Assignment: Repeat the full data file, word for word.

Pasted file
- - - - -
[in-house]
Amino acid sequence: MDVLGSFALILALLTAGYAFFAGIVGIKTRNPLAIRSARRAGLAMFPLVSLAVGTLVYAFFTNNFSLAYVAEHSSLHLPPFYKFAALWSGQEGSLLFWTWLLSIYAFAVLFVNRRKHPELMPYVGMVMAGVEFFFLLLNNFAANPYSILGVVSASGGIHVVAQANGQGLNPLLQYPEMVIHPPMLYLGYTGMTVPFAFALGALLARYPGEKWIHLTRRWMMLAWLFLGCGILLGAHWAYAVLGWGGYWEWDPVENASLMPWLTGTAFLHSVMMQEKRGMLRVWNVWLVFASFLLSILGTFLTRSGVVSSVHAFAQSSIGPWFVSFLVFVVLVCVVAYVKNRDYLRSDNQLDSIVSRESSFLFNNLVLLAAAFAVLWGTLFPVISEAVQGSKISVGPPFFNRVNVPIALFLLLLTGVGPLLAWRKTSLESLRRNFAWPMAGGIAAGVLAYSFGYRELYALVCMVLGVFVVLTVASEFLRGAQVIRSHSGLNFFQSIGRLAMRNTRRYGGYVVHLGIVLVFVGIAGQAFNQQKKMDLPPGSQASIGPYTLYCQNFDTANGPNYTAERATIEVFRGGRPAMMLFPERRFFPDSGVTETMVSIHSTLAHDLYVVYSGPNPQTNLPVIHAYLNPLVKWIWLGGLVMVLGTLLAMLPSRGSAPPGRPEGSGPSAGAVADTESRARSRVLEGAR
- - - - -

[in-house]
Amino acid sequence: MDVLGSFALILALLTAGYAFFAGIVGIKTRNPLAIRSARRAGLAMFPLVSLAVGTLVYAFFTNNFSLAYVAEHSSLHLPPFYKFAALWSGQEGSLLFWTWLLSIYAFAVLFVNRRKHPELMPYVGMVMAGVEFFFLLLNNFAANPYSILGVVSASGGIHVVAQANGQGLNPLLQYPEMVIHPPMLYLGYTGMTVPFAFALGALLARYPGEKWIHLTRRWMMLAWLFLGCGILLGAHWAYAVLGWGGYWEWDPVENASLMPWLTGTAFLHSVMMQEKRGMLRVWNVWLVFASFLLSILGTFLTRSGVVSSVHAFAQSSIGPWFVSFLVFVVLVCVVAYVKNRDYLRSDNQLDSIVSRESSFLFNNLVLLAAAFAVLWGTLFPVISEAVQGSKISVGPPFFNRVNVPIALFLLLLTGVGPLLAWRKTSLESLRRNFAWPMAGGIAAGVLAYSFGYRELYALVCMVLGVFVVLTVASEFLRGAQVIRSHSGLNFFQSIGRLAMRNTRRYGGYVVHLGIVLVFVGIAGQAFNQQKKMDLPPGSQASIGPYTLYCQNFDTANGPNYTAERATIEVFRGGRPAMMLFPERRFFPDSGVTETMVSIHSTLAHDLYVVYSGPNPQTNLPVIHAYLNPLVKWIWLGGLVMVLGTLLAMLPSRGSAPPGRPEGSGPSAGAVADTESRARSRVLEGAR